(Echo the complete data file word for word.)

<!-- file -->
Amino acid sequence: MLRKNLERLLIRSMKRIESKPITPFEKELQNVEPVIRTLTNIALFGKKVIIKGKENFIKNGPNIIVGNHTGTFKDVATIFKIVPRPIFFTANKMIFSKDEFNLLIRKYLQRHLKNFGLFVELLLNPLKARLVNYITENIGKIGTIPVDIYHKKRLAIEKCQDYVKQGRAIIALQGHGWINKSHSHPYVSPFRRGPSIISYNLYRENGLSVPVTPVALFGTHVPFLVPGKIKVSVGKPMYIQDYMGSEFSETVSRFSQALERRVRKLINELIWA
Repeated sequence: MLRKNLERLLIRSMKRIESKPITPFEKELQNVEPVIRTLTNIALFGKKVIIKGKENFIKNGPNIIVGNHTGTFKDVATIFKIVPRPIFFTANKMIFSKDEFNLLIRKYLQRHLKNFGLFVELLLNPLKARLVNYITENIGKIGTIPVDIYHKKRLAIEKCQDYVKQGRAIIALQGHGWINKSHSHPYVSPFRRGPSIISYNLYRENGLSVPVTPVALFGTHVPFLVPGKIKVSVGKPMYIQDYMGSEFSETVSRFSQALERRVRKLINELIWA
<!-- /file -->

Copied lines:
Amino acid sequence: MLRKNLERLLIRSMKRIESKPITPFEKELQNVEPVIRTLTNIALFGKKVIIKGKENFIKNGPNIIVGNHTGTFKDVATIFKIVPRPIFFTANKMIFSKDEFNLLIRKYLQRHLKNFGLFVELLLNPLKARLVNYITENIGKIGTIPVDIYHKKRLAIEKCQDYVKQGRAIIALQGHGWINKSHSHPYVSPFRRGPSIISYNLYRENGLSVPVTPVALFGTHVPFLVPGKIKVSVGKPMYIQDYMGSEFSETVSRFSQALERRVRKLINELIWA
Repeated sequence: MLRKNLERLLIRSMKRIESKPITPFEKELQNVEPVIRTLTNIALFGKKVIIKGKENFIKNGPNIIVGNHTGTFKDVATIFKIVPRPIFFTANKMIFSKDEFNLLIRKYLQRHLKNFGLFVELLLNPLKARLVNYITENIGKIGTIPVDIYHKKRLAIEKCQDYVKQGRAIIALQGHGWINKSHSHPYVSPFRRGPSIISYNLYRENGLSVPVTPVALFGTHVPFLVPGKIKVSVGKPMYIQDYMGSEFSETVSRFSQALERRVRKLINELIWA